Another capacity determinant is speed. While some manufacturers rate their trailers at 55 mph, others rate them at 65 mph. The slower a rig travels, the less added weight or stress is placed on the trailer. That’s due to the fact that, while road dynamics such as potholes, railroad tracks and so on still come into play, the impact on the trailer decreases along with the speed. However, sometimes a 55 mph rating is not as realistic for a carrier as a 65 mph rating. The key is to purchase trailers that will perform at a fleet’s normal operating speeds.
• Safety: A Crucial Multiplier
A trailer’s safety rating also comes into play when discussing capacity. Without understanding the safety rating, it’s difficult for a carrier to get a clear, comprehensive picture of true capacity.
A safety rating is an indicator of how much stress a trailer can safely handle. It encompasses the strength of the raw materials and components that a manufacturer has put into the trailer’s design and construction, how the beams and cross members are configured and so on.
A widely accepted average magnification of payload weight on a trailer due to road dynamics is 1.8 to 1 ratio. When a driver is rolling down the road, the truck is hitting chuckholes, bouncing over bumps and crossing railroad tracks along the way.
On average, the stress placed on a 50-ton-rated trailer by a 50-ton load when the rig hits those bumps, chucks and tracks equals 1.8 times 50 tons, or 90 tons.
It’s important to keep in mind that the 1.8 multiplier is only an average. On any given haul, the stress placed on the trailer can go above that level multiple times. If no cushion is built in to the trailer to handle those spikes in stress, there will be more potential for long-term, progressive structural damage.
Since there is no universally prescribed level for safety ratings, they vary from manufacturer to manufacturer. They range from a safety factor of 1.8 to 1, which allows for no margin, to an industry high of 2.5 to 1, which is considered an ample cushion for even the most extreme road dynamics a trailer might encounter.
Not only does the safety rating tell a carrier how strong his trailer is, it’s also a very good indicator of potential life. The greater the difference between the static design safety factor, be it 2.5 to 1, 2 to 1 or some other factor, and the dynamic 1.8 average multiplier, the longer one can expect a trailer’s useful life expectancy to be.
Most trailer manufacturers do not like to advertise safety ratings, often for good reason. To understand why, it’s helpful first to comprehend what a safety rating is not. A safety rating should never be used to determine how much weight can be added over the capacity rating and still keep the load, the driver and other drivers safe. In other words, a 2.5 to 1 safety rating on a 50-ton lowbed should not be used to justify loading a trailer with 125 tons of cargo. Just as the deck rating indicates, that trailer can safely handle a 50-ton payload under dynamic conditions.
• Materials: The Sum of the Parts
Safety factors are strongly related to the quality of the components incorporated into the trailer, and that gets down to the nitty-gritty of the steel and the deck material.
Manufacturers have several options when choosing steel. For the most capacity and smallest impact on the trailer weight, some manufacturers use a T1 material with 100,000 psi minimum yield. T1 not only has maximum strength versus ductility, but also equates to a lighter, stronger trailer frame over other materials.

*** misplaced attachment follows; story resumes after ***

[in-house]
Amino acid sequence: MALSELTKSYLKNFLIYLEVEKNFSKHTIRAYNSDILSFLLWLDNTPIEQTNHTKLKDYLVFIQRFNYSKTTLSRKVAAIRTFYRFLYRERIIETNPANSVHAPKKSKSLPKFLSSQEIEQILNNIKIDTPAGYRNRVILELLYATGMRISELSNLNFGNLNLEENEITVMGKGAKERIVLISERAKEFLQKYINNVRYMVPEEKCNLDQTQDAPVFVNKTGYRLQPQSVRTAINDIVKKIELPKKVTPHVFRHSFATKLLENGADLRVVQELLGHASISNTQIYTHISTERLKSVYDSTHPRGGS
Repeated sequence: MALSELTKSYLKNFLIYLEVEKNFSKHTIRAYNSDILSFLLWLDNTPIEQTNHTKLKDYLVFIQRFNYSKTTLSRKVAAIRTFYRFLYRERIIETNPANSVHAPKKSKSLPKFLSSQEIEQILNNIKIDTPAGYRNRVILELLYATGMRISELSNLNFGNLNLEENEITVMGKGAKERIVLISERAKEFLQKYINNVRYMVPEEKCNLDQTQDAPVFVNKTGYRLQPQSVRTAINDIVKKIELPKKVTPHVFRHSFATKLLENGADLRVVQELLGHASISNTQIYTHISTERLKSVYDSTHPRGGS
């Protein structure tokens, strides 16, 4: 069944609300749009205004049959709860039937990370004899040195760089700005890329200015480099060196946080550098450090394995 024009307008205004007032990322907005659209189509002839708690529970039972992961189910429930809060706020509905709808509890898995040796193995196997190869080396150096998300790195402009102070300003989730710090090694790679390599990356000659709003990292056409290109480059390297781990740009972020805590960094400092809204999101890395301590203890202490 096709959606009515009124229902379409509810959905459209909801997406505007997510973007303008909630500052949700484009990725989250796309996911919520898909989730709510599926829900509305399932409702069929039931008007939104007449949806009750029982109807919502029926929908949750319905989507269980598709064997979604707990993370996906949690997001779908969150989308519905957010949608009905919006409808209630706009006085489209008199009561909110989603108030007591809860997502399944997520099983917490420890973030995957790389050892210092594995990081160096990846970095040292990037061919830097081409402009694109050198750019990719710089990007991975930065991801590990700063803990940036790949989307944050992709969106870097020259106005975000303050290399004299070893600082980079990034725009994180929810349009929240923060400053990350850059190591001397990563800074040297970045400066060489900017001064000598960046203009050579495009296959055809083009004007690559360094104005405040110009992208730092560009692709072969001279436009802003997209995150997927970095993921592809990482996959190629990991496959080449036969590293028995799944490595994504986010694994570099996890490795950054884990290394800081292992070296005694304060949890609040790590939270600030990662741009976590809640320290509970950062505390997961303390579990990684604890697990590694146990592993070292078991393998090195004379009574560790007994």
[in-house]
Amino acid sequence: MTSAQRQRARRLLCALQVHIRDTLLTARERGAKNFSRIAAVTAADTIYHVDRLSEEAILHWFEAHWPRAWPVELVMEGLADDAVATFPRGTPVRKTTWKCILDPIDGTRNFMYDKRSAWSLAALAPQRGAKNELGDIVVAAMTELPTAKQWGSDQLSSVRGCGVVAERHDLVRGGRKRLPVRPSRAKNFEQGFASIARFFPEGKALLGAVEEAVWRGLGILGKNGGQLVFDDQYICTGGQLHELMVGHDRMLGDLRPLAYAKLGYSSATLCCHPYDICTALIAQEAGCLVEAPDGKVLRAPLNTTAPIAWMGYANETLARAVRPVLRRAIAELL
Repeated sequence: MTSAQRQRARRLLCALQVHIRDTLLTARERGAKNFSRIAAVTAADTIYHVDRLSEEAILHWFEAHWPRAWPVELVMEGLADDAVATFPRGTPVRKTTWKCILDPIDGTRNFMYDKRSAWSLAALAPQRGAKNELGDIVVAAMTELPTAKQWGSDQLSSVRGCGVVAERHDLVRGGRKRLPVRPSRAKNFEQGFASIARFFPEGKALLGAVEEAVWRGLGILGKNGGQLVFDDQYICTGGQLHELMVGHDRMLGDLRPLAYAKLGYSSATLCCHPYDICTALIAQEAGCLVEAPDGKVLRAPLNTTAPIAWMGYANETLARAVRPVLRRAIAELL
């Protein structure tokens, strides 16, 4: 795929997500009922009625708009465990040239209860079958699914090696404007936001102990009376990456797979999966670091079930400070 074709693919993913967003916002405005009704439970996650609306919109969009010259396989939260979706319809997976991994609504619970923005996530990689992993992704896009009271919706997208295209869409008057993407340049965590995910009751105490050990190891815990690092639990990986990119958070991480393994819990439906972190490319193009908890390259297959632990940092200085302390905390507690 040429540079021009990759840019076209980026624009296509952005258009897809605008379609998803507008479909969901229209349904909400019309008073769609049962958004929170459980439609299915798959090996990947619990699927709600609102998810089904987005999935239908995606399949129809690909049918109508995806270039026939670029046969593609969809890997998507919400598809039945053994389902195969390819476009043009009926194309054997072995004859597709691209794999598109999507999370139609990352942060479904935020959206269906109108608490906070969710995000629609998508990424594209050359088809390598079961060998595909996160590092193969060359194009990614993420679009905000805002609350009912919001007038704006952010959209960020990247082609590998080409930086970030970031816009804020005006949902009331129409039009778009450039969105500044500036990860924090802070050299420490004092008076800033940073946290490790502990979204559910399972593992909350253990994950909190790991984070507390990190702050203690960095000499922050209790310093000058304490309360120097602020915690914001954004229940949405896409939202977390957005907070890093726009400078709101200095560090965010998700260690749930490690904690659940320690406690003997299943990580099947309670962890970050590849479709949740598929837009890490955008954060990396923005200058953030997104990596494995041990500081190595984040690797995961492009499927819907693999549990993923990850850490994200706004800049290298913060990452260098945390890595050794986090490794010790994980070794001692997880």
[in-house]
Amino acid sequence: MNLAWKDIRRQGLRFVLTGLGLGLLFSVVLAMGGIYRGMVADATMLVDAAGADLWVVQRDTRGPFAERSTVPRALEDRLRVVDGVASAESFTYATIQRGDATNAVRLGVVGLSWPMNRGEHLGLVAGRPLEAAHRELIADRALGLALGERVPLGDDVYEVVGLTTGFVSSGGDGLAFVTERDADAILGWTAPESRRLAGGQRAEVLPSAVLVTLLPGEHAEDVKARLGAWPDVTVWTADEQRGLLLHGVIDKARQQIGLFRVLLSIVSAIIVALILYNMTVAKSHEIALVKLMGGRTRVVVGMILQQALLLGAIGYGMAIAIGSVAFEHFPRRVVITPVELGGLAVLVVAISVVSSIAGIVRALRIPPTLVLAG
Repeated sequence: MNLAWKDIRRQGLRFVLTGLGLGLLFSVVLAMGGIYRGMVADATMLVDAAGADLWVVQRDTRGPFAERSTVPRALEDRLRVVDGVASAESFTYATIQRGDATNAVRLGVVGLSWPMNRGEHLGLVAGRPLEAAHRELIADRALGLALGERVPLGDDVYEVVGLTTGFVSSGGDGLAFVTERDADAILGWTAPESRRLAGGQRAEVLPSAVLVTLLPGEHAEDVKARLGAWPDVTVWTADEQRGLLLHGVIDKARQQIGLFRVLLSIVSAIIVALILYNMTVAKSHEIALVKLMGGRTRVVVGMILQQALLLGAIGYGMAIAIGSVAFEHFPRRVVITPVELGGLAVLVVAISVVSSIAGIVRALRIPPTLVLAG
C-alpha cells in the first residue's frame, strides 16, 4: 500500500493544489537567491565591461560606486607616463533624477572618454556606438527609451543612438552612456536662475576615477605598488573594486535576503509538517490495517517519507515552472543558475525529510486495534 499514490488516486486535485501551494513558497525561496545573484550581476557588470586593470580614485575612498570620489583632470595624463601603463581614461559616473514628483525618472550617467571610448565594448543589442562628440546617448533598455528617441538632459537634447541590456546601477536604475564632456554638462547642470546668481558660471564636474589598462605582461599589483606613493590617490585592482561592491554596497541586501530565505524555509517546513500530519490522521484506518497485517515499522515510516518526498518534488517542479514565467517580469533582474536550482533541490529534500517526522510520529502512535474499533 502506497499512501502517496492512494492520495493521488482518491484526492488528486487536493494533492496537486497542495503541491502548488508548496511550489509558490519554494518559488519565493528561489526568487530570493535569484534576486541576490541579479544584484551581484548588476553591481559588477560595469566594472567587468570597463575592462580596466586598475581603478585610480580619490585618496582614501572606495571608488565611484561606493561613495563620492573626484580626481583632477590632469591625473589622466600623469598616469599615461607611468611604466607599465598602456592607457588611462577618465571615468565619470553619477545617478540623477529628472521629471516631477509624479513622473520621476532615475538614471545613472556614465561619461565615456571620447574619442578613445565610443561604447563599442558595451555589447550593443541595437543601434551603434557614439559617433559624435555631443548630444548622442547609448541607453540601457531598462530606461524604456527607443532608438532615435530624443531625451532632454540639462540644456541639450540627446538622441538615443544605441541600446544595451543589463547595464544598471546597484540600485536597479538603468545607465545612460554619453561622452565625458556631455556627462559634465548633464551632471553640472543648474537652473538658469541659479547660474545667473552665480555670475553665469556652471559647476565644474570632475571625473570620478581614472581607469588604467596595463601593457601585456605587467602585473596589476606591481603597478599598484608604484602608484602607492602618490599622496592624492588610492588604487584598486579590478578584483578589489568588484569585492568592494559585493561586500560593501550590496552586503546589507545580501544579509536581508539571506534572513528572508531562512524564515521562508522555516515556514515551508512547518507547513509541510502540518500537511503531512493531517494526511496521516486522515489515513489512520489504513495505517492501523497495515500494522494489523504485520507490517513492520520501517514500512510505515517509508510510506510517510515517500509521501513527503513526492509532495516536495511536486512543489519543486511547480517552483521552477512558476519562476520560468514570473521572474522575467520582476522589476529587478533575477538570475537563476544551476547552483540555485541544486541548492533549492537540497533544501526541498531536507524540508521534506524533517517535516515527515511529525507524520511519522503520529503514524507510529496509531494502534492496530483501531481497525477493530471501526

A trailer’s decking is continually exposed to the elements, making durable decking with a long wear life also crucial. Apitong decking provides a tougher, longer lasting wood in comparison to other varieties, such as oak or pine. Tightly woven and incredibly dense, apitong is less susceptible to chipping and cracking and provides some amount of traction in comparison to a smooth metal surface.
Overload at Your Own — and Others’ — Risk
Sometimes trailer owners or operators don’t completely understand the capacity rating and mistakenly put more weight on the trailer than it is built to handle, or more weight in a concentrated area than it can handle.
Overloading a trailer once is not likely to make it break. Overloading it twice probably won’t either. But do it consistently over time and eventually it will likely fail.
When a trailer breaks, the manufacturer hears about it. But often the complaint will be that a 50-ton trailer broke when it was hauling less than a full payload. For example, a 50-ton trailer might break when it’s only hauling a 40-ton payload. The reason is not in that 40-ton load, but the number of times the trailer previously was overloaded and by how much each overload exceeded the yield strength of the trailer’s load-bearing beams and cross members.
Yield strength refers to the amount of stress that the steel can withstand and still return to its original shape when unloaded. The first time a trailer is overloaded, the steel will return to something close to the shape it was in when it came off of the manufacturing line, but not exactly to that original shape. Each time it’s overloaded, the steel will return to something less than the shape it was in the time before. Eventually, the steel, and therefore the trailer, will break.
So in our example, even though the trailer only carried a 40-ton payload, it is likely that it had been overloaded to some extent at one or more points in its past. That’s when the damage was done, and that is what ultimately caused the failure. The steel got weaker and weaker and, on the day the trailer failed, it happened to be rolling with 40 tons on the deck.
Help to Be Had
It can be tempting to look at a trailer’s capacity rating and stop there. But for a true sense of how much a trailer can handle and how it will hold up under the stresses of a specific operation, with its individualized loads, geographies, weights and other variables, fleet managers need to consider everything that goes into that rating.
Purchasing the right trailers for updating a fleet can be complicated and, clearly, the decision is an important one. But there is help available. Many manufacturers have sales people who know capacity from top to bottom and can help fleet managers select exactly the right trailer with the optimal combination of load concentration, load distribution, speed and safety rating for specific applications and load types.
And having that knowledge about each specification will help ensure an investment that leads to a long, smooth ride.